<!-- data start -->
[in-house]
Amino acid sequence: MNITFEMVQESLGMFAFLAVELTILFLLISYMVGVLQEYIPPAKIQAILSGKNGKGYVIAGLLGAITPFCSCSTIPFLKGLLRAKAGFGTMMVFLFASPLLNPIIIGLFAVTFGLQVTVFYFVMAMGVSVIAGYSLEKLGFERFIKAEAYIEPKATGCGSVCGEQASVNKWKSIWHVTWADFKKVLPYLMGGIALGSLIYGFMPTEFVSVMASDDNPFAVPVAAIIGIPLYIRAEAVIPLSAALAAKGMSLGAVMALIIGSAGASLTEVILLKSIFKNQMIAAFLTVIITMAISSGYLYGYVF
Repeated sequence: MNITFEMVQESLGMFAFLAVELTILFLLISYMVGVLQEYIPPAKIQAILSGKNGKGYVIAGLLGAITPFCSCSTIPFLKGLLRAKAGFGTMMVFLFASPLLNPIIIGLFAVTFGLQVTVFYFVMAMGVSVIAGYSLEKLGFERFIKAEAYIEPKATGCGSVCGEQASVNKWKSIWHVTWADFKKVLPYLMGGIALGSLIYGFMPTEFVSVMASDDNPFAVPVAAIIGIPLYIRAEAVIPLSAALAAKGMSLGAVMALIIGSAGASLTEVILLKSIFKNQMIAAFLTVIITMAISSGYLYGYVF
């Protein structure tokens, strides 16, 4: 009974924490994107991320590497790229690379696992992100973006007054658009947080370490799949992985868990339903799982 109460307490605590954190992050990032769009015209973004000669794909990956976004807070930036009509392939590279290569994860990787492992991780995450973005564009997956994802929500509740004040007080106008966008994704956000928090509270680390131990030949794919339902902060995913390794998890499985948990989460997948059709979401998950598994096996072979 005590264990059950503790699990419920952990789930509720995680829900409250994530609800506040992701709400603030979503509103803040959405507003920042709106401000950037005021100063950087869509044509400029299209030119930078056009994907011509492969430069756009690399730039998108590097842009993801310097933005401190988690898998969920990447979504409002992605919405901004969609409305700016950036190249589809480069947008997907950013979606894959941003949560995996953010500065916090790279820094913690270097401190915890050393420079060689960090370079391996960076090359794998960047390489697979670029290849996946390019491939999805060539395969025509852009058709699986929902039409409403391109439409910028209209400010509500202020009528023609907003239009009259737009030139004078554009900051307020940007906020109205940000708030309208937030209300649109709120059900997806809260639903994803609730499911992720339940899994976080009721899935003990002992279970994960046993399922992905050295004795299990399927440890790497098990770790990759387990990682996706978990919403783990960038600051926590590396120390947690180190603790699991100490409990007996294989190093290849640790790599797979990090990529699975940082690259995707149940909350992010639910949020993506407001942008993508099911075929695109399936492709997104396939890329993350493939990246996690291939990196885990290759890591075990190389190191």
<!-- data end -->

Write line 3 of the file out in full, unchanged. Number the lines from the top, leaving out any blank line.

Repeated sequence: MNITFEMVQESLGMFAFLAVELTILFLLISYMVGVLQEYIPPAKIQAILSGKNGKGYVIAGLLGAITPFCSCSTIPFLKGLLRAKAGFGTMMVFLFASPLLNPIIIGLFAVTFGLQVTVFYFVMAMGVSVIAGYSLEKLGFERFIKAEAYIEPKATGCGSVCGEQASVNKWKSIWHVTWADFKKVLPYLMGGIALGSLIYGFMPTEFVSVMASDDNPFAVPVAAIIGIPLYIRAEAVIPLSAALAAKGMSLGAVMALIIGSAGASLTEVILLKSIFKNQMIAAFLTVIITMAISSGYLYGYVF